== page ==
Psst … is China a currency manipulator and cause of the world financial crisis?
Senior monetary officials usually talk in code. So when Ben Bernanke, the Federal Reserve chairman, spoke recently about Asia, international imbalances and the financial crisis, he didn’t specifically criticize China’s outrageous currency policy.
But he didn’t have to: everyone got the subtext. China’s bad behavior is posing a growing threat to the rest of the world economy. The only question now is what the world — and, in particular, the United States — will do about it. Some background: The value of China’s currency, unlike, say, the value of the British pound, isn’t determined by supply and demand. Instead, Chinese authorities enforced that target by buying or selling their currency in the foreign exchange market — a policy made possible by restrictions on the ability of private investors to move their money either into or out of the country.
Wait a minute. Underlying this passage are a mouthful of myths and fictions that I can’t just let pass. China is a currency manipulator but countries like Great Britain is not?
It is true that China has more restrictions over the movement of money into and out of the country than most Western countries, but China is hardly the only country that manipulates the value of its currency. Every country – including the European Union – controls the value of its currency by manipulating the supply and demand of its currency. The U.S. currently sports a weak dollar policy and set the value of its currency by buying and selling bonds, setting the fed fund rate, changing the reserve requirements, even interfering in the foreign exchanges at times, etc.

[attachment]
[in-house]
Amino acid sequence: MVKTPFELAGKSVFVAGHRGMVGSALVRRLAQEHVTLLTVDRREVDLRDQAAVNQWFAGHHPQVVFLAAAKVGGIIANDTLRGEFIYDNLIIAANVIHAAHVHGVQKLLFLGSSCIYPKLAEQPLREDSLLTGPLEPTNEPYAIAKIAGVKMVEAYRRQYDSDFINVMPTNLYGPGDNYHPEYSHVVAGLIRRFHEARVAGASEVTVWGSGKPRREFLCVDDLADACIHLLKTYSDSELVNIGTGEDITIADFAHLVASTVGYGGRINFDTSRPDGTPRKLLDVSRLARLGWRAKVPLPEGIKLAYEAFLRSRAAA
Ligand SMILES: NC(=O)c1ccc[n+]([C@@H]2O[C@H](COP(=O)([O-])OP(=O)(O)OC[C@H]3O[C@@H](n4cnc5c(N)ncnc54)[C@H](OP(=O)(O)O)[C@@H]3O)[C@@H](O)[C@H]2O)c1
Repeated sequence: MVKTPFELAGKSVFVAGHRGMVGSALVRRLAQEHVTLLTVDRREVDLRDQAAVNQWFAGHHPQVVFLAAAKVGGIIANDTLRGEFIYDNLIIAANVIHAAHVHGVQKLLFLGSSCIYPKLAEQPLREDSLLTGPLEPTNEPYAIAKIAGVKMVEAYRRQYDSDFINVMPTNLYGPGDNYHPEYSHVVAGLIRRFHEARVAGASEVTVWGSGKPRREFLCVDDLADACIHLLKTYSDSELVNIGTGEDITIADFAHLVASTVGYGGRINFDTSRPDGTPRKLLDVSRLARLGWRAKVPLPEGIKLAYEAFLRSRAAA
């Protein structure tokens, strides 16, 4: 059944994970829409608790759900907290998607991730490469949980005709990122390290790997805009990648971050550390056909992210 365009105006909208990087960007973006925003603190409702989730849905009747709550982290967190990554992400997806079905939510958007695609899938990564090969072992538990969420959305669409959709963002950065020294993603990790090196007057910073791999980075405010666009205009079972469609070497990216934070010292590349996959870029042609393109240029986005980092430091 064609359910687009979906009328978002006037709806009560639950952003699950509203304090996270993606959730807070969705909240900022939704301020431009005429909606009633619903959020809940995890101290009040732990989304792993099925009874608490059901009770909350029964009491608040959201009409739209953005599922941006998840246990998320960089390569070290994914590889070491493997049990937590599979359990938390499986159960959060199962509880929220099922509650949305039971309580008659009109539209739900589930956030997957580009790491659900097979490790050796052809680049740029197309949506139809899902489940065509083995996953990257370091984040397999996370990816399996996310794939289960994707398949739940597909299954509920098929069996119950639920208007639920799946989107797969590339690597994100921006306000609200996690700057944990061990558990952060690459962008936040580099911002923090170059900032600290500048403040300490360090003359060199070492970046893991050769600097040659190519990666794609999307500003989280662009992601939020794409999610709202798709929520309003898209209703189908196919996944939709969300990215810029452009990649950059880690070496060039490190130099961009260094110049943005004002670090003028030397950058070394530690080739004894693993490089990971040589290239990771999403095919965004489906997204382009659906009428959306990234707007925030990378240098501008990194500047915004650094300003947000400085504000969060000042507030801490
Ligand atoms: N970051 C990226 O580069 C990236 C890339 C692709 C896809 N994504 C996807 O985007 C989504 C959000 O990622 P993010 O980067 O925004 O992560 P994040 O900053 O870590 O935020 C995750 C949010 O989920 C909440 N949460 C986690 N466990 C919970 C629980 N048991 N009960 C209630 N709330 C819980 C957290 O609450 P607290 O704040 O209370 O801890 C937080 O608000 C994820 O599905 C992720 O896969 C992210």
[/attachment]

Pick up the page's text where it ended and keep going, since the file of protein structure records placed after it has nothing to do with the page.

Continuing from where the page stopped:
One should remember that China is a developing nation and its restriction on the movement of money is something which even Mr. Kruagman concedes in the op-ed may be appropriate. Lest we forget, it was the unchecked global movement of money by currency speculators that devastated economies of so many countries in Asia during the 1997 Asian Financial crisis. At this critical moment, China has a duty to itself, as well as to the rest of the world, that something like the 1997 crisis does not happen.
Kraugman goes on:
Many economists, myself included, believe that China’s asset-buying spree helped inflate the housing bubble, setting the stage for the global financial crisis. But China’s insistence on keeping the yuan/dollar rate fixed, even when the dollar declines, may be doing even more harm now.
I think that is going a little too far. China is not responsible for the U.S. housing bubble.
The housing bubble was fueled by easy credit made possible by a deluge of exotic financial instruments such as mortgage-backed assets and credit default swaps. It was financial institutions from all corners of the world (investment banks, commercial banks, hedge funds, pension funds) – not the Chinese government – that flocked to purchase these instruments. Unfortunately, due partly to a lack of regulations, many institutions gobbled up these new exotic assets without truly understanding the risks.
For the few initiated who want to dig further for the cause of the financial crisis, the crisis had its roots in U.S. domestic policy. Throughout the 1990’s and 2000’s, the U.S. government aggressively pursued a policy to spread home ownership. The government encourage banks to hand out easy credit. Despite signs of a bubble, the government mandated Fannie Mae and Freddie Mac to buy up mortgages from banks so banks could lend out even more, causing a precipitous cycle. It was in this environment that Wall Street popularized the exotic financial instruments which greased the bubble machine.
Americans need to own up for what has turned out to be bad policies. Yes, these are complicated issues. But don’t blame China for these troubles. (If we want to accuse China of helping to inflate the housing bubble, we might as well also accuse China of helping to cause the Iraq War, since the war was also funded in part with money borrowed from China.)
Krugman wrote further: